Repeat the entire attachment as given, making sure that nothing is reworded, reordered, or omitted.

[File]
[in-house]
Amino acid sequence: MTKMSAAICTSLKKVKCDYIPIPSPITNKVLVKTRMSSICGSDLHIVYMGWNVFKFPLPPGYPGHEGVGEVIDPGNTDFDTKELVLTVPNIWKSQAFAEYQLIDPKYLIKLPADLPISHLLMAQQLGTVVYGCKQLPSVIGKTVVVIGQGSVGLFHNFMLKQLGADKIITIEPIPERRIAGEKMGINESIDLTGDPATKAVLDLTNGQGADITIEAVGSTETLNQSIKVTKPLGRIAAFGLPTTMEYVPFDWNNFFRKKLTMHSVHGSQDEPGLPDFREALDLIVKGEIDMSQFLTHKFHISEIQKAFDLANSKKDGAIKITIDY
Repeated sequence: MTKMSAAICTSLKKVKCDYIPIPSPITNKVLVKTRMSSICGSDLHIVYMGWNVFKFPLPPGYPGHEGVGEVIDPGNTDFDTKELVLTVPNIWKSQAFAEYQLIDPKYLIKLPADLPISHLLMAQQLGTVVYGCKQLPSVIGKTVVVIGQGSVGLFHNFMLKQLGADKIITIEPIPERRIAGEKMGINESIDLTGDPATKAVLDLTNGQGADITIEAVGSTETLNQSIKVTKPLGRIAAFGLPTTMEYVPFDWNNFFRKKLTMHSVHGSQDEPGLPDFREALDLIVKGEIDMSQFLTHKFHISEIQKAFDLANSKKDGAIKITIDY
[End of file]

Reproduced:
[in-house]
Amino acid sequence: MTKMSAAICTSLKKVKCDYIPIPSPITNKVLVKTRMSSICGSDLHIVYMGWNVFKFPLPPGYPGHEGVGEVIDPGNTDFDTKELVLTVPNIWKSQAFAEYQLIDPKYLIKLPADLPISHLLMAQQLGTVVYGCKQLPSVIGKTVVVIGQGSVGLFHNFMLKQLGADKIITIEPIPERRIAGEKMGINESIDLTGDPATKAVLDLTNGQGADITIEAVGSTETLNQSIKVTKPLGRIAAFGLPTTMEYVPFDWNNFFRKKLTMHSVHGSQDEPGLPDFREALDLIVKGEIDMSQFLTHKFHISEIQKAFDLANSKKDGAIKITIDY
Repeated sequence: MTKMSAAICTSLKKVKCDYIPIPSPITNKVLVKTRMSSICGSDLHIVYMGWNVFKFPLPPGYPGHEGVGEVIDPGNTDFDTKELVLTVPNIWKSQAFAEYQLIDPKYLIKLPADLPISHLLMAQQLGTVVYGCKQLPSVIGKTVVVIGQGSVGLFHNFMLKQLGADKIITIEPIPERRIAGEKMGINESIDLTGDPATKAVLDLTNGQGADITIEAVGSTETLNQSIKVTKPLGRIAAFGLPTTMEYVPFDWNNFFRKKLTMHSVHGSQDEPGLPDFREALDLIVKGEIDMSQFLTHKFHISEIQKAFDLANSKKDGAIKITIDY